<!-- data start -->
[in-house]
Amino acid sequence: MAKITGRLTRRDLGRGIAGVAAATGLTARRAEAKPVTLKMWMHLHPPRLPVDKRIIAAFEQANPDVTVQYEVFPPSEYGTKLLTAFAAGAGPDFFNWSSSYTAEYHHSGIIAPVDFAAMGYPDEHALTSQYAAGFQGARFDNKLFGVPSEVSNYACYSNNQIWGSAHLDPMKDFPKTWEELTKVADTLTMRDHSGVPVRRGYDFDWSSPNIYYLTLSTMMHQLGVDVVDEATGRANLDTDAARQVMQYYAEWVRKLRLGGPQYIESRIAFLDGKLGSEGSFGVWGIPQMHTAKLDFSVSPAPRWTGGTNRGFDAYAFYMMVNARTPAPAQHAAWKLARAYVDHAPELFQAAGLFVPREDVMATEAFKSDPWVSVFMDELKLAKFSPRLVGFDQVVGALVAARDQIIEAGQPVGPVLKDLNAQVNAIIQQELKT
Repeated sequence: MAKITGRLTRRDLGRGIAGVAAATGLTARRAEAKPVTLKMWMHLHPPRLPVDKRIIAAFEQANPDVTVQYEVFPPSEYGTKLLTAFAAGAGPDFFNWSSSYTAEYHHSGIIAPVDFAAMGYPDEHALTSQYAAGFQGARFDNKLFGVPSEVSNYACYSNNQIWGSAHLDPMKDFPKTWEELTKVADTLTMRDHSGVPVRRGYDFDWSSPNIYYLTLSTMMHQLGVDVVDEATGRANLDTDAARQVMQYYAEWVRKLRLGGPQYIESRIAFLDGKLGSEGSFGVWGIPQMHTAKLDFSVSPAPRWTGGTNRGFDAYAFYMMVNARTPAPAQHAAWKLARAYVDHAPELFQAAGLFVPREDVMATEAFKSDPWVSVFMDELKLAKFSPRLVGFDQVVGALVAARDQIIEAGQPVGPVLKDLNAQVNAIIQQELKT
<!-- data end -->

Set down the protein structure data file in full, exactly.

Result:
[in-house]
Amino acid sequence: MAKITGRLTRRDLGRGIAGVAAATGLTARRAEAKPVTLKMWMHLHPPRLPVDKRIIAAFEQANPDVTVQYEVFPPSEYGTKLLTAFAAGAGPDFFNWSSSYTAEYHHSGIIAPVDFAAMGYPDEHALTSQYAAGFQGARFDNKLFGVPSEVSNYACYSNNQIWGSAHLDPMKDFPKTWEELTKVADTLTMRDHSGVPVRRGYDFDWSSPNIYYLTLSTMMHQLGVDVVDEATGRANLDTDAARQVMQYYAEWVRKLRLGGPQYIESRIAFLDGKLGSEGSFGVWGIPQMHTAKLDFSVSPAPRWTGGTNRGFDAYAFYMMVNARTPAPAQHAAWKLARAYVDHAPELFQAAGLFVPREDVMATEAFKSDPWVSVFMDELKLAKFSPRLVGFDQVVGALVAARDQIIEAGQPVGPVLKDLNAQVNAIIQQELKT
Repeated sequence: MAKITGRLTRRDLGRGIAGVAAATGLTARRAEAKPVTLKMWMHLHPPRLPVDKRIIAAFEQANPDVTVQYEVFPPSEYGTKLLTAFAAGAGPDFFNWSSSYTAEYHHSGIIAPVDFAAMGYPDEHALTSQYAAGFQGARFDNKLFGVPSEVSNYACYSNNQIWGSAHLDPMKDFPKTWEELTKVADTLTMRDHSGVPVRRGYDFDWSSPNIYYLTLSTMMHQLGVDVVDEATGRANLDTDAARQVMQYYAEWVRKLRLGGPQYIESRIAFLDGKLGSEGSFGVWGIPQMHTAKLDFSVSPAPRWTGGTNRGFDAYAFYMMVNARTPAPAQHAAWKLARAYVDHAPELFQAAGLFVPREDVMATEAFKSDPWVSVFMDELKLAKFSPRLVGFDQVVGALVAARDQIIEAGQPVGPVLKDLNAQVNAIIQQELKT